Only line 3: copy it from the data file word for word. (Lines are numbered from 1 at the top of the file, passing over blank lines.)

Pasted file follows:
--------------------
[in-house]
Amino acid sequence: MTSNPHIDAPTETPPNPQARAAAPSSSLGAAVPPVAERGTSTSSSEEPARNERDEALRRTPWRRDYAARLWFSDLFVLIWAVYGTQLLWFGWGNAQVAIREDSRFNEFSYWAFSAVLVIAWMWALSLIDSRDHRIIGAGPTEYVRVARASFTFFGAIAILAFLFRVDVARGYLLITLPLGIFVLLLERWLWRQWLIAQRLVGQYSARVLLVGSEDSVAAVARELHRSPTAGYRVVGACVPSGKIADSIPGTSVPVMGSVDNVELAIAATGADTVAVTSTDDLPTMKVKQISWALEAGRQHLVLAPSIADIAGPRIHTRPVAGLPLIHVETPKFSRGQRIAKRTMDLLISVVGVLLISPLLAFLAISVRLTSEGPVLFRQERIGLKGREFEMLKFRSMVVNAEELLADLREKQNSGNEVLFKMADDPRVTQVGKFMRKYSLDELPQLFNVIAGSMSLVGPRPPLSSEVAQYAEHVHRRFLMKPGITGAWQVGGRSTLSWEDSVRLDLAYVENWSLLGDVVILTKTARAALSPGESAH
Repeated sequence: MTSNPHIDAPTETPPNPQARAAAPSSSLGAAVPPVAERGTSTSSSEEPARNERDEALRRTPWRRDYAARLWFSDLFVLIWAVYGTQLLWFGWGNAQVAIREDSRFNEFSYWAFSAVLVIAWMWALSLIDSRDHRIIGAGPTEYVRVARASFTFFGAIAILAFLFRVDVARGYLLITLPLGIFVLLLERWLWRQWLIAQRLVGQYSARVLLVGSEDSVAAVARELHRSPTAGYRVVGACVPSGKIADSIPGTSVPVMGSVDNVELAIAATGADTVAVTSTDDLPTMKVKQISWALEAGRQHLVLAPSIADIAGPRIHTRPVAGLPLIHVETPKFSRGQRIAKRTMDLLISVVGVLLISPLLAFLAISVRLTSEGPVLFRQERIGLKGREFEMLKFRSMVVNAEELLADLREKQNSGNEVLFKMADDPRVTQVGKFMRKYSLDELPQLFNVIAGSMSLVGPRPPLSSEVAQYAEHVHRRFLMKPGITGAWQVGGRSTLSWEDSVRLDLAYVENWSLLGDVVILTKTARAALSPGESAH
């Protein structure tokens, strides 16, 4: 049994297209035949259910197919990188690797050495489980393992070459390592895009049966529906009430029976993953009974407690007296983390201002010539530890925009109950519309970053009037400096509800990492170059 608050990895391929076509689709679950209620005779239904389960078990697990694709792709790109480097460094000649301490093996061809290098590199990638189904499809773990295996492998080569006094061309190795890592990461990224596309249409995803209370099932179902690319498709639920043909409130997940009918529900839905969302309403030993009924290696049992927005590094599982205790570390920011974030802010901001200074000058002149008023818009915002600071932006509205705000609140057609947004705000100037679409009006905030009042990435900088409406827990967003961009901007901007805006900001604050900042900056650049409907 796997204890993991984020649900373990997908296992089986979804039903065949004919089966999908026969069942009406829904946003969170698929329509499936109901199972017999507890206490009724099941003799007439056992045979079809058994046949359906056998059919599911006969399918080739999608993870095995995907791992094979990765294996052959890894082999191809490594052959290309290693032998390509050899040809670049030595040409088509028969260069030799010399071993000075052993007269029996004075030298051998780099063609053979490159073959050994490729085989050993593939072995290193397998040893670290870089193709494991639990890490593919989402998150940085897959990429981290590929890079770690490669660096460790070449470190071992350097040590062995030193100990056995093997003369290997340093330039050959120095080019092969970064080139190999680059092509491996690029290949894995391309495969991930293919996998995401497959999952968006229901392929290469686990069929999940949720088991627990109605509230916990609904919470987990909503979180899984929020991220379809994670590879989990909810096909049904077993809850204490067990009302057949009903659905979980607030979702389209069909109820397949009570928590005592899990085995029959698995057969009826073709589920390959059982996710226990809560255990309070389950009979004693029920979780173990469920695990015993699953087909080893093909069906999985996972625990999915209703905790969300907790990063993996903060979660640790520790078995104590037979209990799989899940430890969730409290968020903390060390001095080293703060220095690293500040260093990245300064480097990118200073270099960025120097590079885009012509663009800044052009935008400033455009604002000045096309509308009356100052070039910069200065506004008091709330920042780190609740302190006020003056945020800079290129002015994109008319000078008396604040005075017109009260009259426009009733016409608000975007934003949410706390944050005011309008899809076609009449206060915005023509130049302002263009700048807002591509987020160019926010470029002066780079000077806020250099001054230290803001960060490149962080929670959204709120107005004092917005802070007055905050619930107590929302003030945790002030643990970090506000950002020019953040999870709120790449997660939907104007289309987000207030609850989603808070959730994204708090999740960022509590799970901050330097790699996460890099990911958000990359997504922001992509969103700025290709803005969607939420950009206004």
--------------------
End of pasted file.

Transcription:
Repeated sequence: MTSNPHIDAPTETPPNPQARAAAPSSSLGAAVPPVAERGTSTSSSEEPARNERDEALRRTPWRRDYAARLWFSDLFVLIWAVYGTQLLWFGWGNAQVAIREDSRFNEFSYWAFSAVLVIAWMWALSLIDSRDHRIIGAGPTEYVRVARASFTFFGAIAILAFLFRVDVARGYLLITLPLGIFVLLLERWLWRQWLIAQRLVGQYSARVLLVGSEDSVAAVARELHRSPTAGYRVVGACVPSGKIADSIPGTSVPVMGSVDNVELAIAATGADTVAVTSTDDLPTMKVKQISWALEAGRQHLVLAPSIADIAGPRIHTRPVAGLPLIHVETPKFSRGQRIAKRTMDLLISVVGVLLISPLLAFLAISVRLTSEGPVLFRQERIGLKGREFEMLKFRSMVVNAEELLADLREKQNSGNEVLFKMADDPRVTQVGKFMRKYSLDELPQLFNVIAGSMSLVGPRPPLSSEVAQYAEHVHRRFLMKPGITGAWQVGGRSTLSWEDSVRLDLAYVENWSLLGDVVILTKTARAALSPGESAH